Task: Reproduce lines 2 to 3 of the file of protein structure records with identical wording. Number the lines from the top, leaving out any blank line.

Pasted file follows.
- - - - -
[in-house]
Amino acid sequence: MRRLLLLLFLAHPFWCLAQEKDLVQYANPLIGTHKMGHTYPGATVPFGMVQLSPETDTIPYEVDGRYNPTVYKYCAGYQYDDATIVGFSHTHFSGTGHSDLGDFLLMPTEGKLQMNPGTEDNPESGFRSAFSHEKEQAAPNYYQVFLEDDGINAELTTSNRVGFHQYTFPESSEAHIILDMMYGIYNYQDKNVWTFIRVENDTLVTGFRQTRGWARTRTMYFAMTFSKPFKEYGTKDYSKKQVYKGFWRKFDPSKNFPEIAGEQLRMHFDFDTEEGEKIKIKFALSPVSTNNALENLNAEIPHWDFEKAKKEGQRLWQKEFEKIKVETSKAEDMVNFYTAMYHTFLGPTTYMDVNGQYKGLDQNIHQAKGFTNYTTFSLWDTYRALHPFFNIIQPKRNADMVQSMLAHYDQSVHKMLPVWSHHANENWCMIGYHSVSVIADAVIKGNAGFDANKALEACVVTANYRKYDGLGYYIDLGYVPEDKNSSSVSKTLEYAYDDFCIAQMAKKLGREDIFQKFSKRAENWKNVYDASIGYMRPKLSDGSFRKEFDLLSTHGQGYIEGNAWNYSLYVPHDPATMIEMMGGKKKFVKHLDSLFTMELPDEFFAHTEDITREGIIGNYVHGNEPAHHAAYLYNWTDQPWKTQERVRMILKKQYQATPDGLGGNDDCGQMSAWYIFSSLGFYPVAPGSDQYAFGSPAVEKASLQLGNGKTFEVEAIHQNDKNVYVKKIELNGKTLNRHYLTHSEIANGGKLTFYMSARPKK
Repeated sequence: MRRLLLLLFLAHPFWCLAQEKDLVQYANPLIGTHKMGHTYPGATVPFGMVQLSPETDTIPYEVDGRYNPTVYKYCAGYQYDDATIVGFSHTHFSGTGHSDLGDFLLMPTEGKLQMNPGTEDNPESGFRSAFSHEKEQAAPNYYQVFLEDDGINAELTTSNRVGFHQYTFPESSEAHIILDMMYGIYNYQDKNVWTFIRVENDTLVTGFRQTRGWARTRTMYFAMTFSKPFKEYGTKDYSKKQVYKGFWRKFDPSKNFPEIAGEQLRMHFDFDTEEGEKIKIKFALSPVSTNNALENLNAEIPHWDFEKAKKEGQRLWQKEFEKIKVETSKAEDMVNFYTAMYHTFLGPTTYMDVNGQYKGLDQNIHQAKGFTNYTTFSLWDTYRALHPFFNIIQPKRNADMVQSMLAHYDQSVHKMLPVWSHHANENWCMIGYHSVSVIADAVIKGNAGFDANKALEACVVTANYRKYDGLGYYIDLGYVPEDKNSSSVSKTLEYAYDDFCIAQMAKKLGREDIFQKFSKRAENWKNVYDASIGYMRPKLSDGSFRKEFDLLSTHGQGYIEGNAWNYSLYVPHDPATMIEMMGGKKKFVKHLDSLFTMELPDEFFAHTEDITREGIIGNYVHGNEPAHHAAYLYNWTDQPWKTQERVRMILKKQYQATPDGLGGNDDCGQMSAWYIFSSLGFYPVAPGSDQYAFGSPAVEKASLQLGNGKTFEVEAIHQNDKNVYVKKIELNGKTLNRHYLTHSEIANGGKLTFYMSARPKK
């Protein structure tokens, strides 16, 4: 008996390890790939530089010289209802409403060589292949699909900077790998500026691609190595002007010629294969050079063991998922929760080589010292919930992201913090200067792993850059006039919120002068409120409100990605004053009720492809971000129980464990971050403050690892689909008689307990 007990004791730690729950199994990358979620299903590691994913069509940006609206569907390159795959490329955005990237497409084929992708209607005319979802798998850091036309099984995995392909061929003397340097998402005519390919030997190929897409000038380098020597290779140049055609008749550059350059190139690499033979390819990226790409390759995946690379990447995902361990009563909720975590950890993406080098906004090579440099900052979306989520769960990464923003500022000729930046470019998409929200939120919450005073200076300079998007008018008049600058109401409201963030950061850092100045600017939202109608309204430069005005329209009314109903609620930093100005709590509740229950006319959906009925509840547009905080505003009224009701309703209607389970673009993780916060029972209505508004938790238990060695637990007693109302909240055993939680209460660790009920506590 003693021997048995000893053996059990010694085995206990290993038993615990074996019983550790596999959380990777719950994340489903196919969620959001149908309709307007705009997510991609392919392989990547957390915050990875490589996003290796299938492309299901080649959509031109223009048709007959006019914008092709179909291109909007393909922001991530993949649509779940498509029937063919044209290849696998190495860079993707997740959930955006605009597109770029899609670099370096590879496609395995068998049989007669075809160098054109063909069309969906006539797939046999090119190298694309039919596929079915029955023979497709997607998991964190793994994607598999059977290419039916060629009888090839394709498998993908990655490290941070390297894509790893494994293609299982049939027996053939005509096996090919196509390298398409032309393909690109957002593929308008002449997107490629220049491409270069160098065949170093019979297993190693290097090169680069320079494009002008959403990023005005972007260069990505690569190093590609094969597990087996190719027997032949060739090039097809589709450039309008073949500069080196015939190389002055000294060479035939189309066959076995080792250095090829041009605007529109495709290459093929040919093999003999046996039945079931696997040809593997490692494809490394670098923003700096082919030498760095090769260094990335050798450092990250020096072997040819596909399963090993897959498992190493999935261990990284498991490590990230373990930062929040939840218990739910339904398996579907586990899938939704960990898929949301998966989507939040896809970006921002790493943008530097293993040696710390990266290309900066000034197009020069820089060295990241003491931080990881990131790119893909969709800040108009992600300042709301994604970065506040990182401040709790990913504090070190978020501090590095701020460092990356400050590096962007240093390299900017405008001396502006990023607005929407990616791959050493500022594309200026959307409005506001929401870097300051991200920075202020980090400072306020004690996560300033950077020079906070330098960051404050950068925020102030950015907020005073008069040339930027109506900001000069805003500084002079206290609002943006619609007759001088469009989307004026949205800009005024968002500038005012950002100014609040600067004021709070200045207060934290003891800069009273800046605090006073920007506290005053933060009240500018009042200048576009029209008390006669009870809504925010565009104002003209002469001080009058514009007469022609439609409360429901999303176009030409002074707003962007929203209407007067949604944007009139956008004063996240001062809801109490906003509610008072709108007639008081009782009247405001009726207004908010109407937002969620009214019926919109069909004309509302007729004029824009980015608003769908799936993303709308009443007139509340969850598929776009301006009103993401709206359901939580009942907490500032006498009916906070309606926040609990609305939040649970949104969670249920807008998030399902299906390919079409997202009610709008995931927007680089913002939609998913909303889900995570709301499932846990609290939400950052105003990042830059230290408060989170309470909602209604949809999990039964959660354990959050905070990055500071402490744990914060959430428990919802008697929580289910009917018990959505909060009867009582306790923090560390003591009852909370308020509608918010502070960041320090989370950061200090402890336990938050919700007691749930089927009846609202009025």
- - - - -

Amino acid sequence: MRRLLLLLFLAHPFWCLAQEKDLVQYANPLIGTHKMGHTYPGATVPFGMVQLSPETDTIPYEVDGRYNPTVYKYCAGYQYDDATIVGFSHTHFSGTGHSDLGDFLLMPTEGKLQMNPGTEDNPESGFRSAFSHEKEQAAPNYYQVFLEDDGINAELTTSNRVGFHQYTFPESSEAHIILDMMYGIYNYQDKNVWTFIRVENDTLVTGFRQTRGWARTRTMYFAMTFSKPFKEYGTKDYSKKQVYKGFWRKFDPSKNFPEIAGEQLRMHFDFDTEEGEKIKIKFALSPVSTNNALENLNAEIPHWDFEKAKKEGQRLWQKEFEKIKVETSKAEDMVNFYTAMYHTFLGPTTYMDVNGQYKGLDQNIHQAKGFTNYTTFSLWDTYRALHPFFNIIQPKRNADMVQSMLAHYDQSVHKMLPVWSHHANENWCMIGYHSVSVIADAVIKGNAGFDANKALEACVVTANYRKYDGLGYYIDLGYVPEDKNSSSVSKTLEYAYDDFCIAQMAKKLGREDIFQKFSKRAENWKNVYDASIGYMRPKLSDGSFRKEFDLLSTHGQGYIEGNAWNYSLYVPHDPATMIEMMGGKKKFVKHLDSLFTMELPDEFFAHTEDITREGIIGNYVHGNEPAHHAAYLYNWTDQPWKTQERVRMILKKQYQATPDGLGGNDDCGQMSAWYIFSSLGFYPVAPGSDQYAFGSPAVEKASLQLGNGKTFEVEAIHQNDKNVYVKKIELNGKTLNRHYLTHSEIANGGKLTFYMSARPKK
Repeated sequence: MRRLLLLLFLAHPFWCLAQEKDLVQYANPLIGTHKMGHTYPGATVPFGMVQLSPETDTIPYEVDGRYNPTVYKYCAGYQYDDATIVGFSHTHFSGTGHSDLGDFLLMPTEGKLQMNPGTEDNPESGFRSAFSHEKEQAAPNYYQVFLEDDGINAELTTSNRVGFHQYTFPESSEAHIILDMMYGIYNYQDKNVWTFIRVENDTLVTGFRQTRGWARTRTMYFAMTFSKPFKEYGTKDYSKKQVYKGFWRKFDPSKNFPEIAGEQLRMHFDFDTEEGEKIKIKFALSPVSTNNALENLNAEIPHWDFEKAKKEGQRLWQKEFEKIKVETSKAEDMVNFYTAMYHTFLGPTTYMDVNGQYKGLDQNIHQAKGFTNYTTFSLWDTYRALHPFFNIIQPKRNADMVQSMLAHYDQSVHKMLPVWSHHANENWCMIGYHSVSVIADAVIKGNAGFDANKALEACVVTANYRKYDGLGYYIDLGYVPEDKNSSSVSKTLEYAYDDFCIAQMAKKLGREDIFQKFSKRAENWKNVYDASIGYMRPKLSDGSFRKEFDLLSTHGQGYIEGNAWNYSLYVPHDPATMIEMMGGKKKFVKHLDSLFTMELPDEFFAHTEDITREGIIGNYVHGNEPAHHAAYLYNWTDQPWKTQERVRMILKKQYQATPDGLGGNDDCGQMSAWYIFSSLGFYPVAPGSDQYAFGSPAVEKASLQLGNGKTFEVEAIHQNDKNVYVKKIELNGKTLNRHYLTHSEIANGGKLTFYMSARPKK